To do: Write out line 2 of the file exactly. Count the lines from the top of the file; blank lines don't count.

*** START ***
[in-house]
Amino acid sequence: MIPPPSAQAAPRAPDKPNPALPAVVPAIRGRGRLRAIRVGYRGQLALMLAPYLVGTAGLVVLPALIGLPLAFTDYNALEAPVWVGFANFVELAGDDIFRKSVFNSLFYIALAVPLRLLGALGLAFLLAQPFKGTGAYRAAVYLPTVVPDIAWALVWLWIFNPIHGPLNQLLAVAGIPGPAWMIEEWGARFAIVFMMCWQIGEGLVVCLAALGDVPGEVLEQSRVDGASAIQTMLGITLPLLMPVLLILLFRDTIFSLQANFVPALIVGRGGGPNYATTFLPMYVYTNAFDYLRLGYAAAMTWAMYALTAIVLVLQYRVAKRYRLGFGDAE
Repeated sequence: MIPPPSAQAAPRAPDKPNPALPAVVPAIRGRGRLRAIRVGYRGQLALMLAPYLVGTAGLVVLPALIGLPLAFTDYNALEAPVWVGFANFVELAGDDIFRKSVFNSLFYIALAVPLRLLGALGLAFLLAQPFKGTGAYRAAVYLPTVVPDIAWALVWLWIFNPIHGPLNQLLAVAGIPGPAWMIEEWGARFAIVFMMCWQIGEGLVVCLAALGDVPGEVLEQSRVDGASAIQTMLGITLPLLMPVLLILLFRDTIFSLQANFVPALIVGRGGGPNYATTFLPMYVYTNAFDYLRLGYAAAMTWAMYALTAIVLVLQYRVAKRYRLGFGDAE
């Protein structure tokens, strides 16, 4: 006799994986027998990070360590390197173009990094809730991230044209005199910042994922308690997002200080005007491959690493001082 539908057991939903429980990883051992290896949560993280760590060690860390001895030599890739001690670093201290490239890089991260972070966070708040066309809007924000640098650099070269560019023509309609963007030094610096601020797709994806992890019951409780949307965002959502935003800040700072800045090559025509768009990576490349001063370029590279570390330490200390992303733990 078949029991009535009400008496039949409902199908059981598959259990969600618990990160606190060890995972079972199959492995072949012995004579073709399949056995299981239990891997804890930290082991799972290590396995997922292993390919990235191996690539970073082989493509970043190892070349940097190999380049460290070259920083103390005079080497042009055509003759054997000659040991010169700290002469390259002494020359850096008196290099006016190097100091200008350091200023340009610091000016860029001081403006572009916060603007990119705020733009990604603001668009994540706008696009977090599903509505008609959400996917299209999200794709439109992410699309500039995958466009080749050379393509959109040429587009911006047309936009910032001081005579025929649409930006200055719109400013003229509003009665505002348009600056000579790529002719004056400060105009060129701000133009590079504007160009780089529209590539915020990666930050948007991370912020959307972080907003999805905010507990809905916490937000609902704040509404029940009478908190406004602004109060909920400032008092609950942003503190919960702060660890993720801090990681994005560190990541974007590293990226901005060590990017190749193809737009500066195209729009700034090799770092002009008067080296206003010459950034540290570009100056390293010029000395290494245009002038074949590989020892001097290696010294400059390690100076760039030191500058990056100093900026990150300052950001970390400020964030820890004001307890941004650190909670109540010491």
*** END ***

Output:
Amino acid sequence: MIPPPSAQAAPRAPDKPNPALPAVVPAIRGRGRLRAIRVGYRGQLALMLAPYLVGTAGLVVLPALIGLPLAFTDYNALEAPVWVGFANFVELAGDDIFRKSVFNSLFYIALAVPLRLLGALGLAFLLAQPFKGTGAYRAAVYLPTVVPDIAWALVWLWIFNPIHGPLNQLLAVAGIPGPAWMIEEWGARFAIVFMMCWQIGEGLVVCLAALGDVPGEVLEQSRVDGASAIQTMLGITLPLLMPVLLILLFRDTIFSLQANFVPALIVGRGGGPNYATTFLPMYVYTNAFDYLRLGYAAAMTWAMYALTAIVLVLQYRVAKRYRLGFGDAE